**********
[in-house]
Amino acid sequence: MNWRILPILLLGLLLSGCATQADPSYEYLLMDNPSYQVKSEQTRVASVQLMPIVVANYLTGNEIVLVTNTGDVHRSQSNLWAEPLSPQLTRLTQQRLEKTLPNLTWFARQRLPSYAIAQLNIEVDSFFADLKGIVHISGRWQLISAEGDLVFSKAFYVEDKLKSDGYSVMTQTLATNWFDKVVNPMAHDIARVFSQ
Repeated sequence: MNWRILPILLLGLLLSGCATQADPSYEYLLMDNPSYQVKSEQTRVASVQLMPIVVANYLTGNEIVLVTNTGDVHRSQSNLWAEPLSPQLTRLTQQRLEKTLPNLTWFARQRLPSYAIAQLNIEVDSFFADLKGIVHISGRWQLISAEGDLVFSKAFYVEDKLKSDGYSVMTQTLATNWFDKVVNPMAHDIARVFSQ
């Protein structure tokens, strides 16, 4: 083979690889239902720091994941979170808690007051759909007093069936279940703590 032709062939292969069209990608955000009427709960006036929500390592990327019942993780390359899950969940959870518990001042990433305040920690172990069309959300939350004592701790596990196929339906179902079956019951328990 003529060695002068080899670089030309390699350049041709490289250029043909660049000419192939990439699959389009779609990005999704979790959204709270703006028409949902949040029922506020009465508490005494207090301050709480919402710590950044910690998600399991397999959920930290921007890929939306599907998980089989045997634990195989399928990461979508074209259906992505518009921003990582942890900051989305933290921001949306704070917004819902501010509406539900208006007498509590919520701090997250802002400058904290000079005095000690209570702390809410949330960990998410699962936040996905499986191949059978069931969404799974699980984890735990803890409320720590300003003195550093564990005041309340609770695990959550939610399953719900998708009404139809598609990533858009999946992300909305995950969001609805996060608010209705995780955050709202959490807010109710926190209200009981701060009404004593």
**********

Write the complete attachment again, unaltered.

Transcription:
[in-house]
Amino acid sequence: MNWRILPILLLGLLLSGCATQADPSYEYLLMDNPSYQVKSEQTRVASVQLMPIVVANYLTGNEIVLVTNTGDVHRSQSNLWAEPLSPQLTRLTQQRLEKTLPNLTWFARQRLPSYAIAQLNIEVDSFFADLKGIVHISGRWQLISAEGDLVFSKAFYVEDKLKSDGYSVMTQTLATNWFDKVVNPMAHDIARVFSQ
Repeated sequence: MNWRILPILLLGLLLSGCATQADPSYEYLLMDNPSYQVKSEQTRVASVQLMPIVVANYLTGNEIVLVTNTGDVHRSQSNLWAEPLSPQLTRLTQQRLEKTLPNLTWFARQRLPSYAIAQLNIEVDSFFADLKGIVHISGRWQLISAEGDLVFSKAFYVEDKLKSDGYSVMTQTLATNWFDKVVNPMAHDIARVFSQ
């Protein structure tokens, strides 16, 4: 083979690889239902720091994941979170808690007051759909007093069936279940703590 032709062939292969069209990608955000009427709960006036929500390592990327019942993780390359899950969940959870518990001042990433305040920690172990069309959300939350004592701790596990196929339906179902079956019951328990 003529060695002068080899670089030309390699350049041709490289250029043909660049000419192939990439699959389009779609990005999704979790959204709270703006028409949902949040029922506020009465508490005494207090301050709480919402710590950044910690998600399991397999959920930290921007890929939306599907998980089989045997634990195989399928990461979508074209259906992505518009921003990582942890900051989305933290921001949306704070917004819902501010509406539900208006007498509590919520701090997250802002400058904290000079005095000690209570702390809410949330960990998410699962936040996905499986191949059978069931969404799974699980984890735990803890409320720590300003003195550093564990005041309340609770695990959550939610399953719900998708009404139809598609990533858009999946992300909305995950969001609805996060608010209705995780955050709202959490807010109710926190209200009981701060009404004593």